An exploration into how fine motor skills are developed within a reception class to enhance pencil control

Pitt, Leearna Jane (2014) An exploration into how fine motor skills are developed within a reception class to enhance pencil control. BA dissertation, University of Portsmouth.

[img] PDF
Restricted to Registered users only

Download (1951kB)

    Abstract

    Recently many changes have occurred within the Early Years Foundation Stage (EYFS) in an attempt to raise the overall standards. These changes are expected to provide children with a broad foundation of knowledge and skills needed to be successful (DfE, 2012).
    The purpose of this dissertation was to examine one of the prime areas of learning within the EYFS, specifically the physical development aspect (DfE, 2012). The primary focus examined how fine motor skills were developed to enhance pencil control, impacting on writing skills. The range of activities, resources and equipment provided during adult-led tasks and child-initiated play used to strengthen arm, hand and finger muscles to support writing were also explored. Finally, practitioners were observed delivering the Balance, Education and Movement (BEAM) programme to identify children who have co-ordination difficulties or immature development of motor skills (Solent NHS, 2013).
    A case study approach was chosen involving six sample participants from a reception class. Quantitative data was collated from the participant’s pre-school records and formative assessments completed by the reception practitioner. Qualitative data was gathered from work-books and child-initiated tasks, with additional validation of evidence taken from observations which were carried out during motor skill activities.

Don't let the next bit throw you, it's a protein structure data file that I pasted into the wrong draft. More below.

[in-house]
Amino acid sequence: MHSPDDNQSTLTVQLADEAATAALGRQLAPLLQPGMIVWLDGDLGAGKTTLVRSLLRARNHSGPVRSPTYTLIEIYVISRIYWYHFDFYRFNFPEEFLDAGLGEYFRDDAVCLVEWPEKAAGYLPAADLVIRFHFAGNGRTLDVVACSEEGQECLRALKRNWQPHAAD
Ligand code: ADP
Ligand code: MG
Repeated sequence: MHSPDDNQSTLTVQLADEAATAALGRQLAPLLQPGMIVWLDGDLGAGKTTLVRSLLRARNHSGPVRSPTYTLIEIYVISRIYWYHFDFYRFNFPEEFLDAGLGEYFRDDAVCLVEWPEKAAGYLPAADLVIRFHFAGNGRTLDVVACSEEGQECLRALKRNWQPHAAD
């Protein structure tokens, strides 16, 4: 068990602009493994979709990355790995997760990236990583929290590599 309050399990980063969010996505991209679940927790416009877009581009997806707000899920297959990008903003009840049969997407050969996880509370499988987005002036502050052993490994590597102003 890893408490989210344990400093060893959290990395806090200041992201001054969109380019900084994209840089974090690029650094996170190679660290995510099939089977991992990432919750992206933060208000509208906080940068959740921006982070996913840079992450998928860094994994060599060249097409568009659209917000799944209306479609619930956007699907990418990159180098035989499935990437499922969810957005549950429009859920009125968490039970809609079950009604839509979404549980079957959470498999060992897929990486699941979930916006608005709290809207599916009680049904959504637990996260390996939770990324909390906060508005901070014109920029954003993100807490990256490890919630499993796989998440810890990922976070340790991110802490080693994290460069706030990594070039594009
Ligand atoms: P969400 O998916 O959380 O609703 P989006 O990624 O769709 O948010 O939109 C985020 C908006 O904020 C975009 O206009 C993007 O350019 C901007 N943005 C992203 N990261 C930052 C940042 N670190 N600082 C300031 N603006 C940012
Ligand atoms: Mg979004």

Looking at the data, the majority of participants were displaying signs of progression with their fine motor skills. This indicates that continually focussing on motor skill development will positively impact on fine motor skills and pencil control. Alternatively, it could be noted that progression could be due to maturity of age and natural progression of skills.
    It was evident that the practitioners support the children’s learning and development within the EYFS. However, some children need additional support with their physical development and this may need to continue to be addressed within year one

    Item Type: Dissertation
    Departments/Research Groups: Faculty of Humanities and Social Sciences > School of Education and Childhood Studies
    Depositing User: Jane Polwin
    Date Deposited: 16 Jul 2015 15:15
    Last Modified: 16 Jul 2015 15:15
    URI: http://eprints.port.ac.uk/id/eprint/17747

    Actions (login required)

    View Item

    Document Downloads

    More statistics for this item...